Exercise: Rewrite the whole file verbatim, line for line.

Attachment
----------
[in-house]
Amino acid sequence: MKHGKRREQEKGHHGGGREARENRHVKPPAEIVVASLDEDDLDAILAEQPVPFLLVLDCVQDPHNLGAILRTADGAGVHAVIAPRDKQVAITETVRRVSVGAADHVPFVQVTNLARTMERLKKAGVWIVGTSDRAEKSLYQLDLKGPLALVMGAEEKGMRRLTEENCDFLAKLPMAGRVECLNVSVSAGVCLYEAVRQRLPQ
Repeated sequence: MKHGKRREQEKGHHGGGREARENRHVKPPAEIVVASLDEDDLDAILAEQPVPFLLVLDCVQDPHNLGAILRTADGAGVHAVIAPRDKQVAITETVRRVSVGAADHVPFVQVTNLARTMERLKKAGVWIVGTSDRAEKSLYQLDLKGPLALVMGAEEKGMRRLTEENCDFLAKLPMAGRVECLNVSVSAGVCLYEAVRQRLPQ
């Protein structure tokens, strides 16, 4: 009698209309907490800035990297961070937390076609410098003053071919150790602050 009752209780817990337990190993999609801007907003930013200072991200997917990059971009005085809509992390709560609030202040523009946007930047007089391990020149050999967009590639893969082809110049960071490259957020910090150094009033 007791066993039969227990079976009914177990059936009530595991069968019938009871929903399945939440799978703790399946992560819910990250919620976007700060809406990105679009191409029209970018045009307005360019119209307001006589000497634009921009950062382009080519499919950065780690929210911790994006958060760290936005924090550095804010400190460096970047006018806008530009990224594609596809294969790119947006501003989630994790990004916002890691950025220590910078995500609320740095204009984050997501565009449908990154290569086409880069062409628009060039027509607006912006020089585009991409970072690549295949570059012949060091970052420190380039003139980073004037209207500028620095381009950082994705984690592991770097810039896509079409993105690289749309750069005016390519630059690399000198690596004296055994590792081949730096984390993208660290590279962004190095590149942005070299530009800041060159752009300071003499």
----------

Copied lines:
[in-house]
Amino acid sequence: MKHGKRREQEKGHHGGGREARENRHVKPPAEIVVASLDEDDLDAILAEQPVPFLLVLDCVQDPHNLGAILRTADGAGVHAVIAPRDKQVAITETVRRVSVGAADHVPFVQVTNLARTMERLKKAGVWIVGTSDRAEKSLYQLDLKGPLALVMGAEEKGMRRLTEENCDFLAKLPMAGRVECLNVSVSAGVCLYEAVRQRLPQ
Repeated sequence: MKHGKRREQEKGHHGGGREARENRHVKPPAEIVVASLDEDDLDAILAEQPVPFLLVLDCVQDPHNLGAILRTADGAGVHAVIAPRDKQVAITETVRRVSVGAADHVPFVQVTNLARTMERLKKAGVWIVGTSDRAEKSLYQLDLKGPLALVMGAEEKGMRRLTEENCDFLAKLPMAGRVECLNVSVSAGVCLYEAVRQRLPQ
């Protein structure tokens, strides 16, 4: 009698209309907490800035990297961070937390076609410098003053071919150790602050 009752209780817990337990190993999609801007907003930013200072991200997917990059971009005085809509992390709560609030202040523009946007930047007089391990020149050999967009590639893969082809110049960071490259957020910090150094009033 007791066993039969227990079976009914177990059936009530595991069968019938009871929903399945939440799978703790399946992560819910990250919620976007700060809406990105679009191409029209970018045009307005360019119209307001006589000497634009921009950062382009080519499919950065780690929210911790994006958060760290936005924090550095804010400190460096970047006018806008530009990224594609596809294969790119947006501003989630994790990004916002890691950025220590910078995500609320740095204009984050997501565009449908990154290569086409880069062409628009060039027509607006912006020089585009991409970072690549295949570059012949060091970052420190380039003139980073004037209207500028620095381009950082994705984690592991770097810039896509079409993105690289749309750069005016390519630059690399000198690596004296055994590792081949730096984390993208660290590279962004190095590149942005070299530009800041060159752009300071003499």